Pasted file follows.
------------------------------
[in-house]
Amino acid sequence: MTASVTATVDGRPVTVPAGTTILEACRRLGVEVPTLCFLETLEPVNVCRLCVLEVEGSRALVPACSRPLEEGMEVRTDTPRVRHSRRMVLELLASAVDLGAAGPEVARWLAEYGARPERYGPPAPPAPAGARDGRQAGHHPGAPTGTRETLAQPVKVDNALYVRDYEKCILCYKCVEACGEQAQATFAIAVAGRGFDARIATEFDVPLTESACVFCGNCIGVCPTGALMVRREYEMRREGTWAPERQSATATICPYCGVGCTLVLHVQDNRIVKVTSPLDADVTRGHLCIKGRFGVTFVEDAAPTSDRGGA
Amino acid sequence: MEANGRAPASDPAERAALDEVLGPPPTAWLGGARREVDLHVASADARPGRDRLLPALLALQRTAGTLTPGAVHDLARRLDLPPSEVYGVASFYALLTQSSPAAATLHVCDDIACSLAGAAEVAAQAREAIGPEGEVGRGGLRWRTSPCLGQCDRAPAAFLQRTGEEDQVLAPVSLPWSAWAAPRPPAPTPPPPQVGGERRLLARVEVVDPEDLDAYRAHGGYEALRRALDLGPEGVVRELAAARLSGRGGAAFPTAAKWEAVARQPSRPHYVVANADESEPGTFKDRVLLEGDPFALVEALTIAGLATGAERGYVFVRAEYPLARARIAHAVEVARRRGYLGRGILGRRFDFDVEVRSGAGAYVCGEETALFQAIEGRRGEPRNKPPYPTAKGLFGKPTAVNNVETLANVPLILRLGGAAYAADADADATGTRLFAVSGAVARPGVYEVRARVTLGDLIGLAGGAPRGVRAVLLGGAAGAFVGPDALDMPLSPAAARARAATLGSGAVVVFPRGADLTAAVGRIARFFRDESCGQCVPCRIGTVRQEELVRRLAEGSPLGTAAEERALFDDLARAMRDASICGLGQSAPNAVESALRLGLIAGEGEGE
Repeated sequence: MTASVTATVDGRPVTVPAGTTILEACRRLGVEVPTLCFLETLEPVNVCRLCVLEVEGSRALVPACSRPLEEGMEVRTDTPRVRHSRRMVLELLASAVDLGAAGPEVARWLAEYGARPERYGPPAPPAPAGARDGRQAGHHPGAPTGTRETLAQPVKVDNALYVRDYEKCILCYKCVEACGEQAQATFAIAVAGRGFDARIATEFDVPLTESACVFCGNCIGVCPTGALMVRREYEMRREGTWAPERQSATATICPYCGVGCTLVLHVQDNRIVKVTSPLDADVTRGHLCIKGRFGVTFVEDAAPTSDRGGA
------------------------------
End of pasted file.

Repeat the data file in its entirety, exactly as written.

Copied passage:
[in-house]
Amino acid sequence: MTASVTATVDGRPVTVPAGTTILEACRRLGVEVPTLCFLETLEPVNVCRLCVLEVEGSRALVPACSRPLEEGMEVRTDTPRVRHSRRMVLELLASAVDLGAAGPEVARWLAEYGARPERYGPPAPPAPAGARDGRQAGHHPGAPTGTRETLAQPVKVDNALYVRDYEKCILCYKCVEACGEQAQATFAIAVAGRGFDARIATEFDVPLTESACVFCGNCIGVCPTGALMVRREYEMRREGTWAPERQSATATICPYCGVGCTLVLHVQDNRIVKVTSPLDADVTRGHLCIKGRFGVTFVEDAAPTSDRGGA
Amino acid sequence: MEANGRAPASDPAERAALDEVLGPPPTAWLGGARREVDLHVASADARPGRDRLLPALLALQRTAGTLTPGAVHDLARRLDLPPSEVYGVASFYALLTQSSPAAATLHVCDDIACSLAGAAEVAAQAREAIGPEGEVGRGGLRWRTSPCLGQCDRAPAAFLQRTGEEDQVLAPVSLPWSAWAAPRPPAPTPPPPQVGGERRLLARVEVVDPEDLDAYRAHGGYEALRRALDLGPEGVVRELAAARLSGRGGAAFPTAAKWEAVARQPSRPHYVVANADESEPGTFKDRVLLEGDPFALVEALTIAGLATGAERGYVFVRAEYPLARARIAHAVEVARRRGYLGRGILGRRFDFDVEVRSGAGAYVCGEETALFQAIEGRRGEPRNKPPYPTAKGLFGKPTAVNNVETLANVPLILRLGGAAYAADADADATGTRLFAVSGAVARPGVYEVRARVTLGDLIGLAGGAPRGVRAVLLGGAAGAFVGPDALDMPLSPAAARARAATLGSGAVVVFPRGADLTAAVGRIARFFRDESCGQCVPCRIGTVRQEELVRRLAEGSPLGTAAEERALFDDLARAMRDASICGLGQSAPNAVESALRLGLIAGEGEGE
Repeated sequence: MTASVTATVDGRPVTVPAGTTILEACRRLGVEVPTLCFLETLEPVNVCRLCVLEVEGSRALVPACSRPLEEGMEVRTDTPRVRHSRRMVLELLASAVDLGAAGPEVARWLAEYGARPERYGPPAPPAPAGARDGRQAGHHPGAPTGTRETLAQPVKVDNALYVRDYEKCILCYKCVEACGEQAQATFAIAVAGRGFDARIATEFDVPLTESACVFCGNCIGVCPTGALMVRREYEMRREGTWAPERQSATATICPYCGVGCTLVLHVQDNRIVKVTSPLDADVTRGHLCIKGRFGVTFVEDAAPTSDRGGA